Heward was the Patron of Bards, who lived during the ascendancy of humans as the elves faded to the background. Early humans apparently weren’t interested in music, so Heward set out to change that by building a magic organ. The Organ was wildly successful and made everything wonderful, so of course a few deities decided to fuck things up. These gods convinced the mice of Heward’s hall to gnaw on the Organ’s pipes. The next time Heward played the organ it gave harpies and sirens their special abilities. Heward was of course pissed, and so he played one last song to curse the mice into being lowly and meek. And then Heward and his Organ disappeared.

The suggested campaign use for the Organ is very similar to the Machine of Lum the Mad-a party needs the Organ to produce a certain effect, they need to discover the musical sheet, then they have to find the Organ itself, and play the tune. The major difference is that by the artifact’s nature, this artifact works best with a Bard in the part, a class that a PC had a miniscule chance of rolling the requirements for in 2nd edition if they used method 1 of rolling attributes.

Like the Machine, the description of the Organ’s powers is more focused on how to use it than what it can do. There are at least 23 powers of the Organ, each requiring a separate song. No, these powers aren’t actually detailed, but at least the suggested random power tables are provided. To use a power, not only must the song be played flawlessly (an unmodified proficiency check) but the stops must be set appropriately. There are 27 stops, labeled A to Z with the last one marked “!”. Stops can be set from 1 to 8, with 1 being the the default. The ! stop is especially important, as setting it incorrectly automatically triggers the curse. Otherwise, if any of the other stops are incorrect or the proficiency check is failed, the DM needs to roll a d10. On a 1-7, nothing happens, on an 8-9 the artifact curse is triggered, and on a 10 there is a random effect.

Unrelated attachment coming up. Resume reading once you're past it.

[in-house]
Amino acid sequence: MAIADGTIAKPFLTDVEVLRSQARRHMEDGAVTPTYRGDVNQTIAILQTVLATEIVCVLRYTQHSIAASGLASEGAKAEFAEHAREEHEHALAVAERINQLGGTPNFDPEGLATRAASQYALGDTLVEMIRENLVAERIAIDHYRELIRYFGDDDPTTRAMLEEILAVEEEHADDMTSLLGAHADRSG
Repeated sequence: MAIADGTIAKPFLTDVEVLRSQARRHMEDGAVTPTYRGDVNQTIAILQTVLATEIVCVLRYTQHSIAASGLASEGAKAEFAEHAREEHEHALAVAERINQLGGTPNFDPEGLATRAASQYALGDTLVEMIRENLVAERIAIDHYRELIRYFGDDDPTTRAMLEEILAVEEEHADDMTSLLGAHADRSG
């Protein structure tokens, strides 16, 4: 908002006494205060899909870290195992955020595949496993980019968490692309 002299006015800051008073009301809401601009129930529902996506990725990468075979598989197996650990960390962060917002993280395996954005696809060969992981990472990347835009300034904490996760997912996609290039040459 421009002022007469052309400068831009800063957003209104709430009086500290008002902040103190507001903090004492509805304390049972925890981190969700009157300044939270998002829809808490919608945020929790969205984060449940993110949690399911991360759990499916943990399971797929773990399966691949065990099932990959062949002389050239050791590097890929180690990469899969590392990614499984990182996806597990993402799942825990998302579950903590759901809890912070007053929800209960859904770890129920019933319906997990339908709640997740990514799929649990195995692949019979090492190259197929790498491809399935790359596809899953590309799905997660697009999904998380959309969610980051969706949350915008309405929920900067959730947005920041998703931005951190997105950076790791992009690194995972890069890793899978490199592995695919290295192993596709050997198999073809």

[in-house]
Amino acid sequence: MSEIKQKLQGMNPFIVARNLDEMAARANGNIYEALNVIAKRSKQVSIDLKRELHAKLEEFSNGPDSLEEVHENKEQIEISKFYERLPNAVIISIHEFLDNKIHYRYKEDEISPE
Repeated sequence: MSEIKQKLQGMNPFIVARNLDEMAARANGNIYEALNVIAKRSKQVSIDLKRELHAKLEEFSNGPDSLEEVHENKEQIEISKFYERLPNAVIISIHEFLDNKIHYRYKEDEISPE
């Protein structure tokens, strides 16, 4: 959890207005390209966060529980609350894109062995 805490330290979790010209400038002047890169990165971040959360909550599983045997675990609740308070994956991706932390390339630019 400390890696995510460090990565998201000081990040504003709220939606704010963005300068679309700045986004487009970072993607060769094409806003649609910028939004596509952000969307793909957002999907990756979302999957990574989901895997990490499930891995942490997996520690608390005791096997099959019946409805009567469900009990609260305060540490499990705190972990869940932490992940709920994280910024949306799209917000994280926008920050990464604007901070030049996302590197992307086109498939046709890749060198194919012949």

These are the suggested tables for a DM to select the Organ’s powers, but the DM can always come up with his or her own. In fact, a lot of the powers that can come from these result are pretty lackluster for the effort involved, so a DM is better off making his own.

Personal Enhancements: 16, 8, 12, 11, 16
Abjurations: 3, 5, 16, 6, 12, 2
Enchantment/Charm: 3, 15, 11, 7, 20, 17
Cataclysms: 9, 11, 10
Conjuration: 5, 17, 15

I guess you’re expected to make a song for every power, even if you never plan to use them

If the curse is triggered from playing poorly, then all those within the hall containing the Organ must save vs death at -4. Those who fail go mad forever, unable to tolerate any sound but unable to bear silence either. They lose all class abilities “and are controlled by the referee”. This madness can only be cured with wish. There’s also a risk that a character play the Organ too well. If the organist rolls a 1 or less on the proficiency check, at the end of the song he or she is instantly struck by melancholia, knowing their performance will never likely be matched. Anyone listening must make a Wisdom check or come to the same conclusion. Stricken characters have no motivation to do anything and will waste away. No word on whether this effect can be reversed.

As for the songs themselves, the DM is encouraged to make their own list of tunes based on their own tastes in musics, and it’s suggested to play the tune “on a stereo” at the climactic performance. That’s my favorite part of this artifact, and I could see myself including it not just in a D&D campaign, but any roleplaying game where a world-changing Organ is plausible. At the very least it would rank up there with the greatest effort taken to Rickroll a group of people.

Suggested Means of Destruction

(Arcane) Arts and Crafts

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8: (Arcane) Arts and Crafts

I’ll be honest with this thread-I’m not having fun reviewing every artifact. It’s too much of a slog, and a lot of them are less interesting than the writers believe. Rather than just abandon this review, though, I’m going to skip ahead to the part I wanted to share the most, the section on how players can create magical items. And then I’ll abandon it.

One thing to keep in mind as I review this portion of the book, these are rules for creating standard magical items, not for making artifacts like the book has been describing up to this point.

We begin rather abruptly-like someone forgot to include an opening paragraph-on why a spellcaster would want to create a magical items. Fame, outfitting friends, paying off nobles, and riches are some example. The last reason gets a discouraging finger-wag, partly because 2nd edition was deathly afraid of players getting too much gold, and partly because even without the expanded rules, making magic items has a terrible ROI, especially if the effect is permanent. That’s because permanent magic items required the permanence spell to make, which in 2nd edition reduced the caster’s CON by 1.